Part 1 of the Care Consent Act deals with consent and substitute consent. A person of any age who is capable of understanding and appreciating the consequences of their care decision has the right to give or refuse consent to care on any grounds. This includes the right to give or refuse consent to care based on religious beliefs. Consent is required for all care decisions except emergency health care, preliminary examination and health care in progress.
In an emergency, if the care provider knows that you do not want certain treatments, they are obligated to respect those wishes. Outside of an emergency, if you are not mentally capable to consent to your own health care decision (e.g. you are unconscious), the care provider will turn to a list of substitute decision-makers. From this list, a relative or friend can be chosen to make the decision for you.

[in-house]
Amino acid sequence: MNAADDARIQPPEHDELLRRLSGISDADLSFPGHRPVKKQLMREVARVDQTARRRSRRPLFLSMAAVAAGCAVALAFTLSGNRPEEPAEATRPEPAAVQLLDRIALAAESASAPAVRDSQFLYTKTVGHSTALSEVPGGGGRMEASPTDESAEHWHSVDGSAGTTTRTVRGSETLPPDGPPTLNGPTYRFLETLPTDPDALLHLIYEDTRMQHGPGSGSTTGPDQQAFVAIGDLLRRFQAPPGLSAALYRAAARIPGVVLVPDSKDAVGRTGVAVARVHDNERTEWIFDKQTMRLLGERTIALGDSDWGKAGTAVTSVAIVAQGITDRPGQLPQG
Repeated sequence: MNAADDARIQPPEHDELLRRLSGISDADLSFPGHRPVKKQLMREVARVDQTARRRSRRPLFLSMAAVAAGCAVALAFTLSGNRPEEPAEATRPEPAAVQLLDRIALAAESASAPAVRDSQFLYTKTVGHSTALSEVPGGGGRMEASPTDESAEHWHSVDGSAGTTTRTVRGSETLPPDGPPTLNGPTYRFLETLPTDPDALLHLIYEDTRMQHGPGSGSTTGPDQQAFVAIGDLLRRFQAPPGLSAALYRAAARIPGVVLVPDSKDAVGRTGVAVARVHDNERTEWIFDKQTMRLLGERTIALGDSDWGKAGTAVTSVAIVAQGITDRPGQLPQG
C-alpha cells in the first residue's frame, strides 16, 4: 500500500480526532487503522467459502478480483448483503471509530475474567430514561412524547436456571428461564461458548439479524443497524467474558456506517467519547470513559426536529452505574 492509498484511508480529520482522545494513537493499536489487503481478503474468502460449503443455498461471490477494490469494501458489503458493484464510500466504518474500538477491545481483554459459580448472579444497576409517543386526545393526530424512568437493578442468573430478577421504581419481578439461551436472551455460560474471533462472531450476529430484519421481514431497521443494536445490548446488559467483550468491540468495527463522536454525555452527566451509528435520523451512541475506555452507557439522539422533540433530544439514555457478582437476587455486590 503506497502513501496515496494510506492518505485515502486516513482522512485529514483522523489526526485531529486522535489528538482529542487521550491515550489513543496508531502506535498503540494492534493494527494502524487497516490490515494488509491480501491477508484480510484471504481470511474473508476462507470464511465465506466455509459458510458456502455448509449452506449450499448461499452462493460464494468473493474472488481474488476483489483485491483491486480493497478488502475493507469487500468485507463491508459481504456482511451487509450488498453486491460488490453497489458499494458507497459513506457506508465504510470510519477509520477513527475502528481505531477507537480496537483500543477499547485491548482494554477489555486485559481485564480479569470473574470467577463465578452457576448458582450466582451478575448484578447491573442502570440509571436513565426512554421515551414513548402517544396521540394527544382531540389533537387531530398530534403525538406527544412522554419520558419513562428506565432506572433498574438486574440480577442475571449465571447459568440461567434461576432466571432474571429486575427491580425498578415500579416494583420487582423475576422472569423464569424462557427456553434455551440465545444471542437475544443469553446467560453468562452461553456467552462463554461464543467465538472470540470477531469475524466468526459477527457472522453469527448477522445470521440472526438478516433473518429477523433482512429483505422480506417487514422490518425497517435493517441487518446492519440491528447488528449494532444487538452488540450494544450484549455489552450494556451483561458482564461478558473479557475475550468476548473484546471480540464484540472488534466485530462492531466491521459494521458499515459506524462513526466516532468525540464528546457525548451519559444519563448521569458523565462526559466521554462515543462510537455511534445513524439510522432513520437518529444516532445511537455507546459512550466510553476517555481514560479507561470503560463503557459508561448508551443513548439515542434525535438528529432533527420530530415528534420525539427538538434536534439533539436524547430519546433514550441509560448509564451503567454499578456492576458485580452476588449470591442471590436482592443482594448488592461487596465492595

Part 4 of the Care Consent Act includes temporary financial protection for people who are incapable of making a care decision and also not able to manage their financial affairs. For example, you may be in a car accident, suffer a head injury and suddenly be unable to pay your bills. The bank may not allow other people to access your bank account. In this situation, a certificate can be issued and sent to the Public Guardian and Trustee (Yukon Justice). The Public Guardian and Trustee can then look after your finances for up to 60 days.